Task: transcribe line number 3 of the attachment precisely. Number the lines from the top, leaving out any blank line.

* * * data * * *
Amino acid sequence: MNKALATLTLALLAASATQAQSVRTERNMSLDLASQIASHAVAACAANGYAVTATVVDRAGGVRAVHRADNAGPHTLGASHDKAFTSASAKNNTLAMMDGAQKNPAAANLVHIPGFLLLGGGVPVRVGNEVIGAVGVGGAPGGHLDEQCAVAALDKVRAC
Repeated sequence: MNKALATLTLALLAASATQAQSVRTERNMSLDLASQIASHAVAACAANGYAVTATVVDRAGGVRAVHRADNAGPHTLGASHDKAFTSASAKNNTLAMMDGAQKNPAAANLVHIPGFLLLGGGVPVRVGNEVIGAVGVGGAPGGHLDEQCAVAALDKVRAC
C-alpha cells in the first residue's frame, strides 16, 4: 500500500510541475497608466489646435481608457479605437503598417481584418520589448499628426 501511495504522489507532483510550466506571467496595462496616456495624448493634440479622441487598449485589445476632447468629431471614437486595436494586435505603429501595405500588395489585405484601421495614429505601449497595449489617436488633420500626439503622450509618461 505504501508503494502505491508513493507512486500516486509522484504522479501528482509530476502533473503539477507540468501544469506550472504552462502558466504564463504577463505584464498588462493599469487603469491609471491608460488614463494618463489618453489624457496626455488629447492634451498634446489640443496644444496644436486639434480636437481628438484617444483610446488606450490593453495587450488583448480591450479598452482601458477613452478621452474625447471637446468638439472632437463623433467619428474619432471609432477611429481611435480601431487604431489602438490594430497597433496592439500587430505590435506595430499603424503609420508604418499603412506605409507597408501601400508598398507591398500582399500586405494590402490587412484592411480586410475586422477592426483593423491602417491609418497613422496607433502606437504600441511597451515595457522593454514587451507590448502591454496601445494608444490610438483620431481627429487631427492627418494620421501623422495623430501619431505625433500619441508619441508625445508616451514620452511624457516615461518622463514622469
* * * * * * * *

C-alpha cells in the first residue's frame, strides 16, 4: 500500500510541475497608466489646435481608457479605437503598417481584418520589448499628426 501511495504522489507532483510550466506571467496595462496616456495624448493634440479622441487598449485589445476632447468629431471614437486595436494586435505603429501595405500588395489585405484601421495614429505601449497595449489617436488633420500626439503622450509618461 505504501508503494502505491508513493507512486500516486509522484504522479501528482509530476502533473503539477507540468501544469506550472504552462502558466504564463504577463505584464498588462493599469487603469491609471491608460488614463494618463489618453489624457496626455488629447492634451498634446489640443496644444496644436486639434480636437481628438484617444483610446488606450490593453495587450488583448480591450479598452482601458477613452478621452474625447471637446468638439472632437463623433467619428474619432471609432477611429481611435480601431487604431489602438490594430497597433496592439500587430505590435506595430499603424503609420508604418499603412506605409507597408501601400508598398507591398500582399500586405494590402490587412484592411480586410475586422477592426483593423491602417491609418497613422496607433502606437504600441511597451515595457522593454514587451507590448502591454496601445494608444490610438483620431481627429487631427492627418494620421501623422495623430501619431505625433500619441508619441508625445508616451514620452511624457516615461518622463514622469